Developed by: Midway Games / Eurocom
Published by: Midway Games
Platforms: Arcade, N64, Playstation
Feeling Like: Guiltality
There is absolutely no justification for this one. It’s a guilty pleasure. It’s a stupid, over the top fighter that adds an unnecessary three dimensional element to a series that should always stay 2-D. It has the most hokey, B-Movie writing and voice acting. It adds weapons, when each fighter’s hands are more dangerous than any knife I’ve ever seen. The whole package is bonkers, and is often forgotten. It is rarely mentioned among the “best of” the Mortal Kombat series.
I loved it.
It was cool seeing familiar characters as polygonal for the first time, rather than digitized. I’m not sure they looked “better” but it was a fresh take. Looking back, it’s surprising how well the graphics have aged – so few games on the N64 can say that, but it’s true. The framerate was/is steady, the backdrops were/are creative and the trademark Mortal Kombat zaniness remained/remains. If anything, it got zanier.
The dialogue is incredibly amateurish. Everybody shouts at everything, overreacts to everything, and switches motivations on a dime. The characters are constantly rocking back and forth in an intimidating pose, every line is delivered as if they’re swatting away imaginary flies. It wouldn’t pass any standard of quality in 2019…but in 1997, I felt like I was watching 15 mini Mortal Kombat movies. It’s still the only fighting game I’ve played through with every single character – just to see the campy conclusions.
A few other additions slithered their way in. Soul Calibur it isn’t, but Mortal Kombat 4 allowed fighters to pull out various weapons…but only when the enemy was at a certain damage level…I think? The details escape me, but I do remember the most fun part about weapons was throwing it at your opponent. There’s something hilarious about a disciplined Shaolin monk in a fight to death resorting to flinging a sword across the screen like a dodge-ball. Reminds me of Nidhogg.
Combos feel good to pull off, Goro’s presence is still adequately terrifying and there’s a good mix of experimentation and classic tropes. Gone is Shang Tsung, the ever present villain, and in his place is *smirk* Shinnok. My friends and I always called him Salmon, which lessened his perceived threat each time we uttered the nickname.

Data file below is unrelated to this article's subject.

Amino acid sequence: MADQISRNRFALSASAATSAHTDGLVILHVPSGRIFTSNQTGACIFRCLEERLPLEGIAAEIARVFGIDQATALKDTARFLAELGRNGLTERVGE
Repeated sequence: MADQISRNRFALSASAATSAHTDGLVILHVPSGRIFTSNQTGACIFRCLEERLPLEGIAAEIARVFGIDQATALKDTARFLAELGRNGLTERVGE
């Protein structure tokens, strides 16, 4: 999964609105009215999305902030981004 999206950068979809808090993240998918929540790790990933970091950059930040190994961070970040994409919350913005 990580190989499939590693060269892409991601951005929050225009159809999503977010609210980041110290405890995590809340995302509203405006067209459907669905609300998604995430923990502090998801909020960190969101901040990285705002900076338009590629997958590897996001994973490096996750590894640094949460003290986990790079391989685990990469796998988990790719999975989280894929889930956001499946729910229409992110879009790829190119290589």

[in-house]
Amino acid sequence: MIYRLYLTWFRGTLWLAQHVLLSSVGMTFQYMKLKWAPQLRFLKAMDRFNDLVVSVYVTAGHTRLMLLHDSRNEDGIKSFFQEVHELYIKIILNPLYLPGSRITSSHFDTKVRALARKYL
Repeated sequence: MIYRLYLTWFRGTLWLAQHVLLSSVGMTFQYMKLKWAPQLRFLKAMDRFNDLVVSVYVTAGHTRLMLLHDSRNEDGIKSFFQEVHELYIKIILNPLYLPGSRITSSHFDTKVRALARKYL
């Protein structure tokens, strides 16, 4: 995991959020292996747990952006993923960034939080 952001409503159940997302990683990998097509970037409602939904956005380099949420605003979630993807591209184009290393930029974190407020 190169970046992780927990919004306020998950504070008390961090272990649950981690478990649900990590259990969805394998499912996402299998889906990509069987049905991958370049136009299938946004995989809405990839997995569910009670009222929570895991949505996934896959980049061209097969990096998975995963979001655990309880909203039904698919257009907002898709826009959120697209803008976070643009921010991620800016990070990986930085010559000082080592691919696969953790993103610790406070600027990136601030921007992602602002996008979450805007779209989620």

Even the Game Over screen has terrific, horrific style. Upon losing your final round, you’ll see your character falling helplessly into a seemingly endless pit. If you wait for the countdown to finish, you’ll hear one last scream only to see them impaled on spikes, true to Mortal Kombat tradition. The camera work, the macabre hilarity of the situation and the creativity are a silver lining to not winning the Tournament.
I can’t finish discussing my experience with Mortal Kombat 4 without mentioning my favorite Fatality. Quan Chi, the fellow in the above screenshot, rips off his defeated opponent’s leg and beats them with it. It’s straight out of a Treehouse of Horror episode from the Simpsons, or Monty Python. It’s both grotesque, and hysterically funny.
And that’s Mortal Kombat 4 in a nutshell. I’m pleased to see it’s held up surprisingly well, at least for what it was intending to do. I have a hard time believing the creators didn’t write the cut scenes with a tongue in cheek. Otherwise…well, hey, it’s 22 years old and there are plenty of Mortal Kombat games to come.